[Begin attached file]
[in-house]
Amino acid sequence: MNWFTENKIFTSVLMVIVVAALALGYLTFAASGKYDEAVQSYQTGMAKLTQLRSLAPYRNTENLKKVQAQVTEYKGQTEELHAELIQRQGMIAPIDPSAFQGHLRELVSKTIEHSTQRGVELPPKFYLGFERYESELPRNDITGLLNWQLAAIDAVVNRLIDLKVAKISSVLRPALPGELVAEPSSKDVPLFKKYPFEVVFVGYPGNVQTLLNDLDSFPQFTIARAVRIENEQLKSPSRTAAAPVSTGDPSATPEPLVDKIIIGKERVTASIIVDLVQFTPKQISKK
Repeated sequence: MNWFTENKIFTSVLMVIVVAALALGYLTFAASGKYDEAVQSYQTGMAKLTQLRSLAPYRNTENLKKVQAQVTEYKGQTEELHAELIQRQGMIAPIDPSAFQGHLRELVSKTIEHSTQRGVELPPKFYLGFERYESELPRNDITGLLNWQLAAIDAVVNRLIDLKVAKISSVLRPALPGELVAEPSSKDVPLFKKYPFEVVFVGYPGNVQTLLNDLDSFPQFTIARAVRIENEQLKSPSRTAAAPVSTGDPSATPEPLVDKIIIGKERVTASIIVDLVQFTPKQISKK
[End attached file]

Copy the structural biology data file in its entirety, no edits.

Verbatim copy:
[in-house]
Amino acid sequence: MNWFTENKIFTSVLMVIVVAALALGYLTFAASGKYDEAVQSYQTGMAKLTQLRSLAPYRNTENLKKVQAQVTEYKGQTEELHAELIQRQGMIAPIDPSAFQGHLRELVSKTIEHSTQRGVELPPKFYLGFERYESELPRNDITGLLNWQLAAIDAVVNRLIDLKVAKISSVLRPALPGELVAEPSSKDVPLFKKYPFEVVFVGYPGNVQTLLNDLDSFPQFTIARAVRIENEQLKSPSRTAAAPVSTGDPSATPEPLVDKIIIGKERVTASIIVDLVQFTPKQISKK
Repeated sequence: MNWFTENKIFTSVLMVIVVAALALGYLTFAASGKYDEAVQSYQTGMAKLTQLRSLAPYRNTENLKKVQAQVTEYKGQTEELHAELIQRQGMIAPIDPSAFQGHLRELVSKTIEHSTQRGVELPPKFYLGFERYESELPRNDITGLLNWQLAAIDAVVNRLIDLKVAKISSVLRPALPGELVAEPSSKDVPLFKKYPFEVVFVGYPGNVQTLLNDLDSFPQFTIARAVRIENEQLKSPSRTAAAPVSTGDPSATPEPLVDKIIIGKERVTASIIVDLVQFTPKQISKK